Monday, October 26, 2009

Calm as the Ocean, Calm as the Ocean

When K was an infant I heard a child psychologist speak and she said that regardless of what behavior your child was exhibiting your job as a parent was to act like an emergency room nurse. Deal with the problem without letting emotion, fear, etc enter into it.

Man is that hard. When my kids are tantruming it is difficult not to get caught up in the drama and emotion. I cringe when I hear myself yelling.

I thought this was a great article on Businessweek.com that talks about how to be a better boss at home and on the job. Now I am not anyone's boss at work. And despite the occasional protests, I AM the boss of my children. I thought this article was a good reminder of this technique.

3 comments:

Lil Mouse said...

I have a hard time believing that never reacting to your kids is a good idea. That's like never fighting in front of them with your spouse. They will grow up to believe that people shouldn't fight and if they do, something is wrong, and we know that couples fight, if they don't fight THEN something is wrong. Will they ever get to know how to be upset about something if it truly upsets them? Now I'm not saying you throw a tantrum, but for instance my baby bit me on the shoulder last night. Apparently she's teething, again, because all she's wanted today is to chew on cold things and pull at her mouth. I said 'ouch' and sat her down away from me and told her it hurt and it wasn't nice to bite (low, upset tone of voice, exaggerated pout). Her eyes filled with tears, of course she didn't realize that biting would hurt, but she didn't do it again, either. She's at the age where she is learning whether to do something is good or not, and I'm not positive that just moving her away from me and saying nothing, nor letting emotion go across my face is a good idea. How do they learn right and wrong or good and bad if they don't get some sort of visual cue? When they are old enough to 'reason' with, sure, but that isn't for quite a long time. I agree it is a great way to be a boss, though!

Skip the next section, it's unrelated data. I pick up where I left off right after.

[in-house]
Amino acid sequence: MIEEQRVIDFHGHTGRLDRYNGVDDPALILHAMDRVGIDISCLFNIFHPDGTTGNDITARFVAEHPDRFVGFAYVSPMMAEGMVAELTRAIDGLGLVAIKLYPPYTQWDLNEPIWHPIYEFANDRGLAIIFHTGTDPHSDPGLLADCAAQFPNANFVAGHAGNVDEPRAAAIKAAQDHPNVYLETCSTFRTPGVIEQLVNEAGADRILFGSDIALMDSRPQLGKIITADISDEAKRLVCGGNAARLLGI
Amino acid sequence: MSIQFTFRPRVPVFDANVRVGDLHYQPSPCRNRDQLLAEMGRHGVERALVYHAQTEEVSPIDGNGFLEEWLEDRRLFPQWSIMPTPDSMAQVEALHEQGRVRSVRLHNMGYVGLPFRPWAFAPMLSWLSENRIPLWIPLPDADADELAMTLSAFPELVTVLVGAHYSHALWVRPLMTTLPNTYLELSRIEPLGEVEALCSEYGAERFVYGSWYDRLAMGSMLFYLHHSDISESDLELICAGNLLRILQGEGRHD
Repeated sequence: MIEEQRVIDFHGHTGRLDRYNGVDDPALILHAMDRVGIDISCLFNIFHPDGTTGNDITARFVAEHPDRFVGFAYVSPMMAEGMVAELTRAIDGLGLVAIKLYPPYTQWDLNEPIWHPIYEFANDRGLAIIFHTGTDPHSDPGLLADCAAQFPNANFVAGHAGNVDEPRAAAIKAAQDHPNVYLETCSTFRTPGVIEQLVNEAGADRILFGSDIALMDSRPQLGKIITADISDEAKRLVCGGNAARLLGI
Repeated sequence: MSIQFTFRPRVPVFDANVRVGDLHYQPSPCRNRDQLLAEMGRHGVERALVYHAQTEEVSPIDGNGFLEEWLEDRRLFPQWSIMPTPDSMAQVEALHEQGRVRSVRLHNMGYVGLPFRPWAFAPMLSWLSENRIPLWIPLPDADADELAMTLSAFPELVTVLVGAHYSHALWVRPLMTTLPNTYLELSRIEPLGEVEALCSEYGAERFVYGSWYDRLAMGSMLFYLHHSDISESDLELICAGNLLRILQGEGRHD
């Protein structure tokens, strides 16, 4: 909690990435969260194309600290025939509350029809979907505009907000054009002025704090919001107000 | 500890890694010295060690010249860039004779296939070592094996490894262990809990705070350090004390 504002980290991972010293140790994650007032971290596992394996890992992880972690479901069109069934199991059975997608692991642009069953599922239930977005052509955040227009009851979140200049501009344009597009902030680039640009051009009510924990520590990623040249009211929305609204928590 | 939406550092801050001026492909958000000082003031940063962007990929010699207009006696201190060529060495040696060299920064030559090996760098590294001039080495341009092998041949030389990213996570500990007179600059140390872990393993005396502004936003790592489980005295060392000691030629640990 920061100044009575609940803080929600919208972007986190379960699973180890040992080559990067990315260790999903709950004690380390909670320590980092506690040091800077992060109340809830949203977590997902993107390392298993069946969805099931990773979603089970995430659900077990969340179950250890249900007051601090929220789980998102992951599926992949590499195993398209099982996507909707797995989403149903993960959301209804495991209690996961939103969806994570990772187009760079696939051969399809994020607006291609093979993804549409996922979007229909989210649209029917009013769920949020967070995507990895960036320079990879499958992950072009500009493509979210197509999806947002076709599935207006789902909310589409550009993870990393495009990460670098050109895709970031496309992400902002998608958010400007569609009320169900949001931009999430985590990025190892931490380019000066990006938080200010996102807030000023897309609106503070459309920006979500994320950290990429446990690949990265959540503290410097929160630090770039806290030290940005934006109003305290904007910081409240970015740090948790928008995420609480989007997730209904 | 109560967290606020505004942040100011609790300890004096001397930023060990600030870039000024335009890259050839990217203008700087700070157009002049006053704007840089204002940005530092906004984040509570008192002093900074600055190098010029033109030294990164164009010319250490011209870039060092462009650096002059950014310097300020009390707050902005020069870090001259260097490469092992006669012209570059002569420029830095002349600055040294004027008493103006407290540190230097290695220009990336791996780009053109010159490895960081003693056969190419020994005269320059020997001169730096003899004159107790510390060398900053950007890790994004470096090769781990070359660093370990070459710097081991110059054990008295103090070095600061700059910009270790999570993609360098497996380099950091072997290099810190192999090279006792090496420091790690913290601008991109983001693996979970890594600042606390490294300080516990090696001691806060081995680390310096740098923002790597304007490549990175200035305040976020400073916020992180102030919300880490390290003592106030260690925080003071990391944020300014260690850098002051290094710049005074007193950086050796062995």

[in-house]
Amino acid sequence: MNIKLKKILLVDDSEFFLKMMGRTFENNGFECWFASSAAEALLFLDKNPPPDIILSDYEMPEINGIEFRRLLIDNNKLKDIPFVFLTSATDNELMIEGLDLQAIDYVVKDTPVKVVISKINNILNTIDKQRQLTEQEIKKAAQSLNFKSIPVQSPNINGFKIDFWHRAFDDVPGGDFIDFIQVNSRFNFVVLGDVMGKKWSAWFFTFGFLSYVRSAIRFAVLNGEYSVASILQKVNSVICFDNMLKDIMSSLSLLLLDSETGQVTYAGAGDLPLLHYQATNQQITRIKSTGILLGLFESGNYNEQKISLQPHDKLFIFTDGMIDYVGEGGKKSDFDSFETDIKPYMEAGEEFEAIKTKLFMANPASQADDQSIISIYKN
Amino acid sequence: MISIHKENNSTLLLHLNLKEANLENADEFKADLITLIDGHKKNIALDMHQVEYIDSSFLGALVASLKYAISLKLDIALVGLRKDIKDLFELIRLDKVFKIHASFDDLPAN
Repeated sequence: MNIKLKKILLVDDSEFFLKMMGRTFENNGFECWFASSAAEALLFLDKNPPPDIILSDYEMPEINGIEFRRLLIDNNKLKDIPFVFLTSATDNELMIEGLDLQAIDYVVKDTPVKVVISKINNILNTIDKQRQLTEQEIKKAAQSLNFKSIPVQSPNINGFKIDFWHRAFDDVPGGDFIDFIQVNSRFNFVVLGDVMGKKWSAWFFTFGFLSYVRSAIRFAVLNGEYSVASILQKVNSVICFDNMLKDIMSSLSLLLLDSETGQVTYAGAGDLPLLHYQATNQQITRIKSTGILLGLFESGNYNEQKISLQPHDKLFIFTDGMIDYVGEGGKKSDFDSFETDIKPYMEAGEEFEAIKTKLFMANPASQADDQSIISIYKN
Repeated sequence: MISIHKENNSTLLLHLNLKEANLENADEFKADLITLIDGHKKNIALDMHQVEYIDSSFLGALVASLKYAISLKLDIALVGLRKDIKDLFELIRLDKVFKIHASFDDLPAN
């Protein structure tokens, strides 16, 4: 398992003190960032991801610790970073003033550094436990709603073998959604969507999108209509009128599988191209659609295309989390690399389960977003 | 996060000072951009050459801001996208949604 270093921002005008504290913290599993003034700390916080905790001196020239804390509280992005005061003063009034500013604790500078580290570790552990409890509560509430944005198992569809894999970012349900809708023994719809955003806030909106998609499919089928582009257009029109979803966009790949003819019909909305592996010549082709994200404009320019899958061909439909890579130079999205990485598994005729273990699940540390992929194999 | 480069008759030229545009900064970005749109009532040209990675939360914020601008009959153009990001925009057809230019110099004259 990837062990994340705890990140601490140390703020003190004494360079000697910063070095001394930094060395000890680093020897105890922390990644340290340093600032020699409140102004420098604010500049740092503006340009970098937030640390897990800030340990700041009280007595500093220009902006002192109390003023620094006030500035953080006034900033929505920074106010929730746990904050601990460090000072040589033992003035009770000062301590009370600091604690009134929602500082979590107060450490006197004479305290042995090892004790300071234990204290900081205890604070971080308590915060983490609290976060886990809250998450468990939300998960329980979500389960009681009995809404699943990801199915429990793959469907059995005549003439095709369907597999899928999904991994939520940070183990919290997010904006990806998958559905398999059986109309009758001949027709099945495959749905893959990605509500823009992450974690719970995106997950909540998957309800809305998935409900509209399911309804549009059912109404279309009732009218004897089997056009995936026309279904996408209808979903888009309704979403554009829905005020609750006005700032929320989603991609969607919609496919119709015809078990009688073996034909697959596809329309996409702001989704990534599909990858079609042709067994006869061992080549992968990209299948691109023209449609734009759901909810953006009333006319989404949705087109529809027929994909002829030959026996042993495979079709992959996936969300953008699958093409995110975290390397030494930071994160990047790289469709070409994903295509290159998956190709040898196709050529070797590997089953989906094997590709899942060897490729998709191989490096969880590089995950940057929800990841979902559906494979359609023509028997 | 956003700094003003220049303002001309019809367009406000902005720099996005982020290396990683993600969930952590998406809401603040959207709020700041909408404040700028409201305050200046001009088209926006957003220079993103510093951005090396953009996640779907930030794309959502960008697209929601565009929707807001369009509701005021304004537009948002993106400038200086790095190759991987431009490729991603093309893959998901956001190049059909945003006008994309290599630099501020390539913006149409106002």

Mordermi said...

I think there's a huge difference between what a baby (or small child) knows/can understand and what a school-age child knows/can understand (the younger child wouldn't necessarily understand). I think the main point is that in not letting emotion get the better of you, it's not that you are *not* showing emotion, but rather that you are not letting it rule you or add to the emotional content (the kid's tantrum) that's already present in the air. Two angry/upset people "talking" to each other builds emotional tension and makes it harder to reach a good decision/outcome. The kid doesn't necessarily know how to get hold of themselves so the parent has to show them.

I know it's easier said than done (I've roared at our kids a few times and not always appropriately either), but the parent that loses control of their emotions in disciplining their child has, IMO, lost control of the situation. Again, been there/done that, and had to apologize later as a result.

Jennifer Juniper said...

I'm looking forward to reading this article. Any help is worth it!